# Difference: DecayTreeFitter (9 vs. 10)

#### Revision 102015-11-13 - WouterHulsbergen

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 META TOPICPARENT name="LHCbComputing"

# Decay-tree-fitter

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## Fitting with missing particles

DecayTreeFitter can also deal with final state particles that do not have any external information, for example a neutrino. Of course, if all you have is a single decay vertex, then the parameters of that particle would not be constrained. So, how meaningful the fit is depends on the topology.

As an example, take B->KD0 with D0 decaying to Kmunu. The D0 flies and has a well reconstructed vertex. The B vertex has only one track. The constraint of the D0 direction of flight to that track fixes one parameter of the neutrino direction. Hence, you may hope to constrain one of three neutrino momentum parameters. With a PV constraint for the B, you can constrain yet another two. So, by exploiting the D0 and B lifetime, you can constrain the neutrino momentum even without any mass constraints.

Now, there is one big caveat to 'fitting' with missing particles: unless the decay is fully constrained, there is more than one solution. The fit will find the solution closest to its starting point. So, if you use DTF for estimating the parameters of a missing particle, makes sure those parameters are initialized as well as possible to the parameters that you would estimate with a back of the envelop calculation.

To use DTF with missing particles, you need to first create the decay. Currently, you cannot specify missing particles in decay descriptors. That makes this a bit complicated: you need to create the decay chain yourself. The following (untested, uncompiled) code snippet serves as an example:

```   // get these from somewhere else
const LHCb::Particle* myKFromD0 = ... ;
const LHCb::Particle* myMuFromD0 = ... ;
const LHCb::Particle* myKFromB0 = ... ;

// create a particle that represents neutrino. make sure to give it the right PID
LHCb::Particle* myNeutrino = new LHCb::Particle() ;
myNeutrino.setParticleID ( muonNeutrinoId ) ;
// initialize its momentum. one solution, reasonably suitable for this case:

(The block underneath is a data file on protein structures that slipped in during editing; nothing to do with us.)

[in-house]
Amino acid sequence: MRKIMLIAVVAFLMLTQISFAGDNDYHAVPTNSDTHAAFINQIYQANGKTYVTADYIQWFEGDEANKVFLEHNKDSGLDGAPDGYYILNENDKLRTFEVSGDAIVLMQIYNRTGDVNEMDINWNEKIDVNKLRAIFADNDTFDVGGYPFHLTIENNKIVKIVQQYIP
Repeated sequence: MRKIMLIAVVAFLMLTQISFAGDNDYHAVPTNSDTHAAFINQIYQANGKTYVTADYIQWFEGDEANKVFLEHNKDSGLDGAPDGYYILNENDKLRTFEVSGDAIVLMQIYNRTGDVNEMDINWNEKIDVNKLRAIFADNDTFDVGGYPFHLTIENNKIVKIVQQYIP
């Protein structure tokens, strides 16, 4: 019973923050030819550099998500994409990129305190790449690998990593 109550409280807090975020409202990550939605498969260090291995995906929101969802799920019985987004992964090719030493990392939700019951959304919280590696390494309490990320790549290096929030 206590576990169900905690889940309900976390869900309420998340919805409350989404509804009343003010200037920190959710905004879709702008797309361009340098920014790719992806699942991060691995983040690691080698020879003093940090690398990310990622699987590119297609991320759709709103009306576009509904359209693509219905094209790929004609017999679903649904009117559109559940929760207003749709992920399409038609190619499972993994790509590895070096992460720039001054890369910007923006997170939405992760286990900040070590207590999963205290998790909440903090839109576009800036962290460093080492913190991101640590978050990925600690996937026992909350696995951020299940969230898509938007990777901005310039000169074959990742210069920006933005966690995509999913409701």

// choose its momentum vector parallel to the KMu momentum. now choose
// momentum such that  you get mass of B. Of all solutions consistent with the B mass, this is the one that gives the smallest D0 mass.
const auto muKp4 = myKFromD0->momentum() + myMuFromD0 ->momentum()  ;
const auto muKKp4 = muKp4 +  myKFromB0->momemtum() ;
const auto dir =   muKp4.Vect().Unit() ;
const double dM2 = pdgBMass*pdgBMass - muKKp4.M2() ;
const double E = 0.5 * dM2 / (muKKp4.E() - muKKp4.Vect().Dot(dir)) ;
myNeutrino.setMomentum( Gaudi::LorentzVector( E* dir.x(), E*dir.y(), E*dir.z(), E) ) ;

// create the D0 particle. you could use a particle combiner here, but I'll do it by hand.
LHCb::Particle* myD0 = new LHCb::Particle() ;
myD0->setParticleID ( ...)
myD0->setMomentum( myNeutrino.momentum() + muKp4 ) ;
myD0->addToDaughters( myKFromD0 ) ;
myD0->addToDaughters( myNeutrino ) ;

// you probably want to create a vertex, too.
LHCb::Vertex* vd0 = new LHCb::Vertex() ;
myD0->setEndVertex( vd0) ;
// it would be best to initialize this with the poca of the kaon and muon, but I'll leave that as an exercise.

// now create the B+ in the same way
LHCb::Particle* myB = new LHCb::Particle() ;
myB->setParticleID ( ...)
myB->setMomentum( myD0.momentum() + muKp4 ) ;
myB->addToDaughters( myD0 ) ;

// now the fitting part
DecayTreeFit::Fitter fitter( *myB, myPV, myTrackStateProvider ) ;

// make sure to give the neutrino a mass constraint
fitter.setMassConstraint( myNeutrino ) ;

// eventually do the same for the B or the D

// now fit, and extract parameters as in examples above
fitter.fit()
```
-- WouterHulsbergen - 13 May 2009 \ No newline at end of file

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